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From 1964 to 1968, when I was a graduate student in painting at Hunter—studying with the sculptor Tony Smith, who’d talked and drunk with Pollock and Mark Rothko—I didn’t get the other picture. That I was pausing at the threshold, standing in the cool lobby of a male world. But the weeding out started as we grew up through the years, towards the strange clipped-free harvest of graduation. Some grad students would be offered jobs: to stay on at Hunter, instruct the next crop. Tony liked me; we’d hung out together, he’d dined at my house, made the obligatory, Mad Men-era drinking-thus-nobody’s-fault pass. He liked my work. But those jobs would go to male students as they had in prior years, to Doug Ohlson and Ralph Humphrey, who’d cling on for life
Because in the worlds of the arts, where you bob and crest on a sea of opinion, the steadying effect is a teaching job: the dependabilities—salary, benefits, the teaches-at line on the resume—are one more way the discipline is passed down through the male line.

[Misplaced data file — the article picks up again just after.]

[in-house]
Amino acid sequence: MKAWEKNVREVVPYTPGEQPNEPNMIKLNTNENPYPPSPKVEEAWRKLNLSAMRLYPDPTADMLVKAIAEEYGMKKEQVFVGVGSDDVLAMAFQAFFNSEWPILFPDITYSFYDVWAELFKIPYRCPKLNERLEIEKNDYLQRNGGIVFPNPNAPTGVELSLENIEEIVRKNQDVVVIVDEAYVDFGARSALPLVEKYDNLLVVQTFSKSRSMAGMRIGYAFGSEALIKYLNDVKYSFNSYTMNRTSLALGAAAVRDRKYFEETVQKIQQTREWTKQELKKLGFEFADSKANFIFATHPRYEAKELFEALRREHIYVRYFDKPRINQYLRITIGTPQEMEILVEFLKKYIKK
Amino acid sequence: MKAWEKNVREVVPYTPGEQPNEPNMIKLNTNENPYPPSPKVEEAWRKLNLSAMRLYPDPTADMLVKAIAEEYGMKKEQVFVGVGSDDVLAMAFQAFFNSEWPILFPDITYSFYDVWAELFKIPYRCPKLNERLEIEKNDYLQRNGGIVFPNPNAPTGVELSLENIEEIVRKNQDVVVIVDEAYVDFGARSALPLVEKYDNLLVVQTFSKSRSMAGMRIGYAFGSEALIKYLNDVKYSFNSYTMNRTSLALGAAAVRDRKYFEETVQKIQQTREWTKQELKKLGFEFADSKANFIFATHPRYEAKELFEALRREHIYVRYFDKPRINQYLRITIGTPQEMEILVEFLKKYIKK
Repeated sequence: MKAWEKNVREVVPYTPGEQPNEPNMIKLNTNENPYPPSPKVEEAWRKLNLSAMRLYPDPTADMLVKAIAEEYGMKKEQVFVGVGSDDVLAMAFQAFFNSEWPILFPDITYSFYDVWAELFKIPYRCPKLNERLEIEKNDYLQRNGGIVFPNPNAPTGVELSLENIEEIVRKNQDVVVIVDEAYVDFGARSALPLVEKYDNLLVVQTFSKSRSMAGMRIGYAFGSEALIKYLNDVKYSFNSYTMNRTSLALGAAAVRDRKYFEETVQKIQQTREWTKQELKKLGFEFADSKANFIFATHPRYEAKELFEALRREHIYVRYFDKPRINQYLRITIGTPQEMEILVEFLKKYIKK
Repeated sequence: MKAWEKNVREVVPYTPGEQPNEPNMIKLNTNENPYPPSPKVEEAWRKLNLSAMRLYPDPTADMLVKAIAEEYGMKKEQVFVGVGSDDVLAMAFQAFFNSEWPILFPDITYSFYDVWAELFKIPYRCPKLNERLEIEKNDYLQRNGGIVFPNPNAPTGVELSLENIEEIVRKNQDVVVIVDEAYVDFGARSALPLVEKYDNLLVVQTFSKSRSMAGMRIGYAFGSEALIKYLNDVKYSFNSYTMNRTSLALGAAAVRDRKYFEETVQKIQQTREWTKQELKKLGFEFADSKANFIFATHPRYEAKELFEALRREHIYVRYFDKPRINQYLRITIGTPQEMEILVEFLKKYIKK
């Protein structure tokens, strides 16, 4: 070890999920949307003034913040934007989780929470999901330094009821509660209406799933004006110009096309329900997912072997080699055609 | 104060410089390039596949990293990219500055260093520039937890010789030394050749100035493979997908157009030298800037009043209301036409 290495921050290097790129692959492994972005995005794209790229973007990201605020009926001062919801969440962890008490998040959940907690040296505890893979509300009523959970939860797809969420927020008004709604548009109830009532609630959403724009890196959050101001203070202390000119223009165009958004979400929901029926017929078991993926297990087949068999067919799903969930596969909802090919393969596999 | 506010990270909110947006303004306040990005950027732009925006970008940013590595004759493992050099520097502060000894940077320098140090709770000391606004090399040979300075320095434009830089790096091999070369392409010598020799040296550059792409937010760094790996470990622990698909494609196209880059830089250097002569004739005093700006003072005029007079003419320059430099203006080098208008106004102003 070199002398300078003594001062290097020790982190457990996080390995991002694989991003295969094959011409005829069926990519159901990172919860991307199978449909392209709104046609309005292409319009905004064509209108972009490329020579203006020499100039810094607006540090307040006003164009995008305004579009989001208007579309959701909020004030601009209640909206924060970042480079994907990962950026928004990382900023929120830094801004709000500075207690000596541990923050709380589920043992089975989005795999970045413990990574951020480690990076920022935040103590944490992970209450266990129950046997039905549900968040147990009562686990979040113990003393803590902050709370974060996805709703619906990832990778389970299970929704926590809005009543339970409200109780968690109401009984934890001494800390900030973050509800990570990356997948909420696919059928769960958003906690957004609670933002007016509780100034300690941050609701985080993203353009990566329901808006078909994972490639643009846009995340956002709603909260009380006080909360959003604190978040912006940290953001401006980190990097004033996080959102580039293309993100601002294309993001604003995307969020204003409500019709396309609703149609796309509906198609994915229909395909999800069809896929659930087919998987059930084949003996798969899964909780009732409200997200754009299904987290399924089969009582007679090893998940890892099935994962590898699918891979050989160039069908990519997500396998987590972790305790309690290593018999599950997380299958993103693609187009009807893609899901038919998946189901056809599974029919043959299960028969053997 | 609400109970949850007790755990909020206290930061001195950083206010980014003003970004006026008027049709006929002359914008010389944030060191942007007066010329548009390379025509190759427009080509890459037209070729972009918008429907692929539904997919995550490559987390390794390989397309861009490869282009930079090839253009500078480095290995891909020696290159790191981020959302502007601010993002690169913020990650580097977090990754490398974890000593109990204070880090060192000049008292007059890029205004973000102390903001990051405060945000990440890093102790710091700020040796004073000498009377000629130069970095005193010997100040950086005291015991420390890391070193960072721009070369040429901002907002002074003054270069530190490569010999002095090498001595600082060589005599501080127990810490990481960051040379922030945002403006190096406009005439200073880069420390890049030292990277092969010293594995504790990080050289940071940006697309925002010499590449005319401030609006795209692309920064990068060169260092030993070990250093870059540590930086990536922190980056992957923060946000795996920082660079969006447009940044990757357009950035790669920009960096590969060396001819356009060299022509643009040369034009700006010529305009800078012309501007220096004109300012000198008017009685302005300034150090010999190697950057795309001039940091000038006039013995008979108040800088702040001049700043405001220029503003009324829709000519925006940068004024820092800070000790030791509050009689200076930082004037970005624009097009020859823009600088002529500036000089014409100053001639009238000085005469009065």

Part was payback for the evolutionary residue: the simple fact of brute male strength. Those boys had constructed Tony’s maquettes for him (these are to-scale first drafts of sculptures) or in some cases painted his paintings (Tony supervising), and also gotten him packed into cars and taxis and back to South Orange before dawn. Tony was a drinker—that’s another gendered aspect of the field. The big-shouldered man, paint on his t-shirt and belt loops, swirling and asserting at the party. These men would secure high-paying jobs in the university system, though none painted better than me.